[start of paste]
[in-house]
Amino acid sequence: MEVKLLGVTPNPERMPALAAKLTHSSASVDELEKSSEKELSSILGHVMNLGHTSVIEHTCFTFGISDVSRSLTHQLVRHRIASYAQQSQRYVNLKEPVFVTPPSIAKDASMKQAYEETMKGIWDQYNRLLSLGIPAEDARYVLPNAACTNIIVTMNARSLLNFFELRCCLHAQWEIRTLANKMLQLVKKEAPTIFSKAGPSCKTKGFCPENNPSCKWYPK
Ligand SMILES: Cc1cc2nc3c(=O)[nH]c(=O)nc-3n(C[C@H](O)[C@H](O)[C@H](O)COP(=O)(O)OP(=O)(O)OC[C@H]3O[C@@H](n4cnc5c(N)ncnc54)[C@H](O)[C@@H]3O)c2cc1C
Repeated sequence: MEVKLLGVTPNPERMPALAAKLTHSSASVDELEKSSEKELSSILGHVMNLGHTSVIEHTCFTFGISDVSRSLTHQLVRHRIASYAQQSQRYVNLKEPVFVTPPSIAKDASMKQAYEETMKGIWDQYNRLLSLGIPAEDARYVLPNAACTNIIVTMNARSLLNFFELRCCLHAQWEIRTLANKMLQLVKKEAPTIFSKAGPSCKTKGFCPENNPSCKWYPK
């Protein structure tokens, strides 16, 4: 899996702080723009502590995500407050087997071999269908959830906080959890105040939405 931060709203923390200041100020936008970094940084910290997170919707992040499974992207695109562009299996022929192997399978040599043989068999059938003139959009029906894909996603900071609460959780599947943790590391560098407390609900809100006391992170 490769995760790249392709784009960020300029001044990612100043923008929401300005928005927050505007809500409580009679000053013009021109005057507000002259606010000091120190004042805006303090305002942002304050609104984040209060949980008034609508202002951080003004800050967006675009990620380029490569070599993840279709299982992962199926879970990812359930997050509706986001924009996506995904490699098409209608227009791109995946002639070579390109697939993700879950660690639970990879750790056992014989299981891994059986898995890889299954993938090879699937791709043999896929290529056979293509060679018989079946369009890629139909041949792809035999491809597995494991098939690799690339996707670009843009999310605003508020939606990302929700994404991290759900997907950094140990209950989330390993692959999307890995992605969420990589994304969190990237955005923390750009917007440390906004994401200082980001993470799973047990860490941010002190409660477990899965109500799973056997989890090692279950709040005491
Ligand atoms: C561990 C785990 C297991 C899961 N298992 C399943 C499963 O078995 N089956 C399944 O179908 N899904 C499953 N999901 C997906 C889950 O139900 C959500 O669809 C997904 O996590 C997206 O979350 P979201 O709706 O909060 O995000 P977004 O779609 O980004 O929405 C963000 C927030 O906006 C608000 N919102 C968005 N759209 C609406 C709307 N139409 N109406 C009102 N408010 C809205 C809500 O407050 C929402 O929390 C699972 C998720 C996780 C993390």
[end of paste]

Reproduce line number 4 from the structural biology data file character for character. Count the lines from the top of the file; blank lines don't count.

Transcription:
Repeated sequence: MEVKLLGVTPNPERMPALAAKLTHSSASVDELEKSSEKELSSILGHVMNLGHTSVIEHTCFTFGISDVSRSLTHQLVRHRIASYAQQSQRYVNLKEPVFVTPPSIAKDASMKQAYEETMKGIWDQYNRLLSLGIPAEDARYVLPNAACTNIIVTMNARSLLNFFELRCCLHAQWEIRTLANKMLQLVKKEAPTIFSKAGPSCKTKGFCPENNPSCKWYPK